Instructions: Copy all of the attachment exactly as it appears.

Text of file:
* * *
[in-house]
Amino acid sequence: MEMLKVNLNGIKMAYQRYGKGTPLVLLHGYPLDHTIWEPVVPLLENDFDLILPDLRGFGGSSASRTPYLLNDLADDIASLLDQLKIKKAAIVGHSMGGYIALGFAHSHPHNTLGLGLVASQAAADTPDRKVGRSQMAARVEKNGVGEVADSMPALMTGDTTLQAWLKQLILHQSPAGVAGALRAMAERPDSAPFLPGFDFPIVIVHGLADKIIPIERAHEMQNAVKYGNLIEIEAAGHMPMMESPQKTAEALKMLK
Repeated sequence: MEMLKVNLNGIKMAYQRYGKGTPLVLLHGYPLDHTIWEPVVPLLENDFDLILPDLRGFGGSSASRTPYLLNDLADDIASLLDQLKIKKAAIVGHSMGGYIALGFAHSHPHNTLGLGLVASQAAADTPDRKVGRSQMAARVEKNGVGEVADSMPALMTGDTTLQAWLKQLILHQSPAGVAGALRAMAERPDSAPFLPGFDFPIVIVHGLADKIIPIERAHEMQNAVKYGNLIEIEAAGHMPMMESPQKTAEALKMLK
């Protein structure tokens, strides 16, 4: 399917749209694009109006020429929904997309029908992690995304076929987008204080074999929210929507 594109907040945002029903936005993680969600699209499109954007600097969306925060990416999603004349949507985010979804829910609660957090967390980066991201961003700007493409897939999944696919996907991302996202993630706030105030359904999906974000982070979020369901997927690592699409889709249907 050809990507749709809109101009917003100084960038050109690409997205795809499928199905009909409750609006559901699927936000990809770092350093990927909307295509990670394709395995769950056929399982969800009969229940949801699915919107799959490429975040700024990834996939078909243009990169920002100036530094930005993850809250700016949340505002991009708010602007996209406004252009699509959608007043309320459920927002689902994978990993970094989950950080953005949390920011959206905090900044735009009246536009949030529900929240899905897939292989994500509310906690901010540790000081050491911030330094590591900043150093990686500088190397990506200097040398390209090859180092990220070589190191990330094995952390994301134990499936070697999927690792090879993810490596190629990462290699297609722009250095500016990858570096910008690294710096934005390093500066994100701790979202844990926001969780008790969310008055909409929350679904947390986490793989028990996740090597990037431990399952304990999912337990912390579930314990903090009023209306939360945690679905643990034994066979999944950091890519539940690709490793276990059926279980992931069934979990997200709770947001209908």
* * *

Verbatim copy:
[in-house]
Amino acid sequence: MEMLKVNLNGIKMAYQRYGKGTPLVLLHGYPLDHTIWEPVVPLLENDFDLILPDLRGFGGSSASRTPYLLNDLADDIASLLDQLKIKKAAIVGHSMGGYIALGFAHSHPHNTLGLGLVASQAAADTPDRKVGRSQMAARVEKNGVGEVADSMPALMTGDTTLQAWLKQLILHQSPAGVAGALRAMAERPDSAPFLPGFDFPIVIVHGLADKIIPIERAHEMQNAVKYGNLIEIEAAGHMPMMESPQKTAEALKMLK
Repeated sequence: MEMLKVNLNGIKMAYQRYGKGTPLVLLHGYPLDHTIWEPVVPLLENDFDLILPDLRGFGGSSASRTPYLLNDLADDIASLLDQLKIKKAAIVGHSMGGYIALGFAHSHPHNTLGLGLVASQAAADTPDRKVGRSQMAARVEKNGVGEVADSMPALMTGDTTLQAWLKQLILHQSPAGVAGALRAMAERPDSAPFLPGFDFPIVIVHGLADKIIPIERAHEMQNAVKYGNLIEIEAAGHMPMMESPQKTAEALKMLK
């Protein structure tokens, strides 16, 4: 399917749209694009109006020429929904997309029908992690995304076929987008204080074999929210929507 594109907040945002029903936005993680969600699209499109954007600097969306925060990416999603004349949507985010979804829910609660957090967390980066991201961003700007493409897939999944696919996907991302996202993630706030105030359904999906974000982070979020369901997927690592699409889709249907 050809990507749709809109101009917003100084960038050109690409997205795809499928199905009909409750609006559901699927936000990809770092350093990927909307295509990670394709395995769950056929399982969800009969229940949801699915919107799959490429975040700024990834996939078909243009990169920002100036530094930005993850809250700016949340505002991009708010602007996209406004252009699509959608007043309320459920927002689902994978990993970094989950950080953005949390920011959206905090900044735009009246536009949030529900929240899905897939292989994500509310906690901010540790000081050491911030330094590591900043150093990686500088190397990506200097040398390209090859180092990220070589190191990330094995952390994301134990499936070697999927690792090879993810490596190629990462290699297609722009250095500016990858570096910008690294710096934005390093500066994100701790979202844990926001969780008790969310008055909409929350679904947390986490793989028990996740090597990037431990399952304990999912337990912390579930314990903090009023209306939360945690679905643990034994066979999944950091890519539940690709490793276990059926279980992931069934979990997200709770947001209908």